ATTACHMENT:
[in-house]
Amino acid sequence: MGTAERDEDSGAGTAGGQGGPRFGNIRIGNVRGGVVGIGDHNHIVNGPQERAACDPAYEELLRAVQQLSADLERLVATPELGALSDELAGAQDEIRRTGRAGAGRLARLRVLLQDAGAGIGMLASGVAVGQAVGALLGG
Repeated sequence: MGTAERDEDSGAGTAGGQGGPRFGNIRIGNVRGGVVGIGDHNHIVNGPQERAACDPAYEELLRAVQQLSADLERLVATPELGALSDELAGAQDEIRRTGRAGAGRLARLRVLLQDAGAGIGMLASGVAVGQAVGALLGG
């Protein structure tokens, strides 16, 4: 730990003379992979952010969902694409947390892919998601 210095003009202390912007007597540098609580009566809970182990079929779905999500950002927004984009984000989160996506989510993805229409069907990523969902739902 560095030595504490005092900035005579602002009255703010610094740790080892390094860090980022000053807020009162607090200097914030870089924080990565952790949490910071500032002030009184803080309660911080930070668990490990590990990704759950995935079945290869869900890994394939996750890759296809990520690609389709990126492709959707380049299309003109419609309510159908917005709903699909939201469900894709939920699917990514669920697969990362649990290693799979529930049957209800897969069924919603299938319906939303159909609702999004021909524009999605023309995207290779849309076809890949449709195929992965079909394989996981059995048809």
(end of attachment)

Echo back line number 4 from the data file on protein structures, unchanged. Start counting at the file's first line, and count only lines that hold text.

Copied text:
């Protein structure tokens, strides 16, 4: 730990003379992979952010969902694409947390892919998601 210095003009202390912007007597540098609580009566809970182990079929779905999500950002927004984009984000989160996506989510993805229409069907990523969902739902 560095030595504490005092900035005579602002009255703010610094740790080892390094860090980022000053807020009162607090200097914030870089924080990565952790949490910071500032002030009184803080309660911080930070668990490990590990990704759950995935079945290869869900890994394939996750890759296809990520690609389709990126492709959707380049299309003109419609309510159908917005709903699909939201469900894709939920699917990514669920697969990362649990290693799979529930049957209800897969069924919603299938319906939303159909609702999004021909524009999605023309995207290779849309076809890949449709195929992965079909394989996981059995048809």